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Malaysia tops Southeast Asia as new retail expansion market

Allan Soo

KUALA LUMPUR (Jan 3): Malaysia is the most attractive place for retail brands to expand into Southeast Asia, thanks to its strategic location, low taxes, and barriers to entry compared with other countries in the region, said Savills Malaysia Sdn Bhd (Savills) deputy executive chairman Allan Soo.

“Kuala Lumpur is the de facto first port of call for brands to come in. Last year, there were new-to-market brands from countries such as Dubai and Turkey like Max, L.C Waikiki and De Facto who have come into the market. The incoming supply of malls that are under construction and will be completed from this year until 2020 will provide huge opportunities to new brands to expand in a short period of time,” he said at a media briefing entitled “The Property Market in 2018 — Savills' Top Four Picks”, which highlighted the consultancy’s stand-out stories for this year.

The other three top stories are the Tun Razak Exchange emerging as Malaysia’s most successful commercial development in 2018, proximity to the Mass Rapid Transit line becoming a new dimension in assessing the attractiveness of a property, and logistics properties to be the focus in the industrial sector.

Additionally, Soo noted that in 2017, rentals for established malls continued to go up with occupancy rates remaining firm, from 90% to 100%.

However, he pointed out that some new incoming malls will have to compete very hard with established players and may have to reduce their asking rents.

“The established malls have rentals that can go up to RM200 psf as compared to RM32 psf back in 1998. The question now is how much more [can the rental] go up,” he added.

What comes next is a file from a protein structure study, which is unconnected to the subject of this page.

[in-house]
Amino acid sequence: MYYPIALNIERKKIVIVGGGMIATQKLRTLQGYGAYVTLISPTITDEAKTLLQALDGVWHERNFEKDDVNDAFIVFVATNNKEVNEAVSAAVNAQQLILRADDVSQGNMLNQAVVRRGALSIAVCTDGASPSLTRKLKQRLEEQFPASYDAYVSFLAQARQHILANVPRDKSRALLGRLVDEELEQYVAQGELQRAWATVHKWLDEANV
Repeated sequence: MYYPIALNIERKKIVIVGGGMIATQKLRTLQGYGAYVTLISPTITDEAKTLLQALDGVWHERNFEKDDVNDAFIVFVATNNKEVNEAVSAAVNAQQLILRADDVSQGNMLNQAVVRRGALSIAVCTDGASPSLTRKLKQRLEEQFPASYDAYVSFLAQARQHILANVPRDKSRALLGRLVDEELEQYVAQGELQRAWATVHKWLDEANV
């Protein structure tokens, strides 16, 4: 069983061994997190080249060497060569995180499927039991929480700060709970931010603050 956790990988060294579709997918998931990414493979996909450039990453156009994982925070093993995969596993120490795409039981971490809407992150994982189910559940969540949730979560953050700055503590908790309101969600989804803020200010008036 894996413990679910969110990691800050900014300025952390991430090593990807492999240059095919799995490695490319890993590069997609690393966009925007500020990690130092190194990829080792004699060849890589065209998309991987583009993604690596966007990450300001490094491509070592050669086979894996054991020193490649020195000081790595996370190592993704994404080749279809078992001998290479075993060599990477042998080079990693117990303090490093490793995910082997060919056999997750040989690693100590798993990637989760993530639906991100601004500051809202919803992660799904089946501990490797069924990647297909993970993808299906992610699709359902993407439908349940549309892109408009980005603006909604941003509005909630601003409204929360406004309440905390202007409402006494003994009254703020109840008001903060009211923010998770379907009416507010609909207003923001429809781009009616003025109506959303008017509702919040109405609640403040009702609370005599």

Meanwhile, Savills Malaysia executive chairman Datuk Christopher Boyd said logistics properties are expected to come to the forefront of the industrial sector in 2018.

“Just the other day, I ordered something online and the vendors guaranteed delivery in just two hours. The move to same-day delivery is bringing fundamental changes to the industrial sector. There will be major acquisitions and development logistics assets as e-commerce gathers pace at places near the ports and airports, with example of Alibaba’s move into Greater KL to adopt it as its regional logistics hub,” he said.

Boyd added that this trend is unheard of and unimaginable 15 years ago, with fast-moving consumer goods companies occupying three-quarters of the space in logistics properties.

“As more people are buying goods online, they expect delivery to take place on the same day or the next. The whole practice of packaging, sorting and distributing has changed and become a science on its own,” he said.

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